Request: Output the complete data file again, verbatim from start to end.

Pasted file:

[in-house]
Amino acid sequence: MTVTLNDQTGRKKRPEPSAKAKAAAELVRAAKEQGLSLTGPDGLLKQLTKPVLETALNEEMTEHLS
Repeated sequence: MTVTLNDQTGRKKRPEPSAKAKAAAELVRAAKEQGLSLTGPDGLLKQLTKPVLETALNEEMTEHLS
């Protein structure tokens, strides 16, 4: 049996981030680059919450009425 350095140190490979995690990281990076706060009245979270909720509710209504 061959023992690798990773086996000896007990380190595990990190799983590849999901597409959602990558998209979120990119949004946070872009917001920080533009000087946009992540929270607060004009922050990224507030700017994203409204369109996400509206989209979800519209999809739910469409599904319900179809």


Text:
[in-house]
Amino acid sequence: MTVTLNDQTGRKKRPEPSAKAKAAAELVRAAKEQGLSLTGPDGLLKQLTKPVLETALNEEMTEHLS
Repeated sequence: MTVTLNDQTGRKKRPEPSAKAKAAAELVRAAKEQGLSLTGPDGLLKQLTKPVLETALNEEMTEHLS
């Protein structure tokens, strides 16, 4: 049996981030680059919450009425 350095140190490979995690990281990076706060009245979270909720509710209504 061959023992690798990773086996000896007990380190595990990190799983590849999901597409959602990558998209979120990119949004946070872009917001920080533009000087946009992540929270607060004009922050990224507030700017994203409204369109996400509206989209979800519209999809739910469409599904319900179809």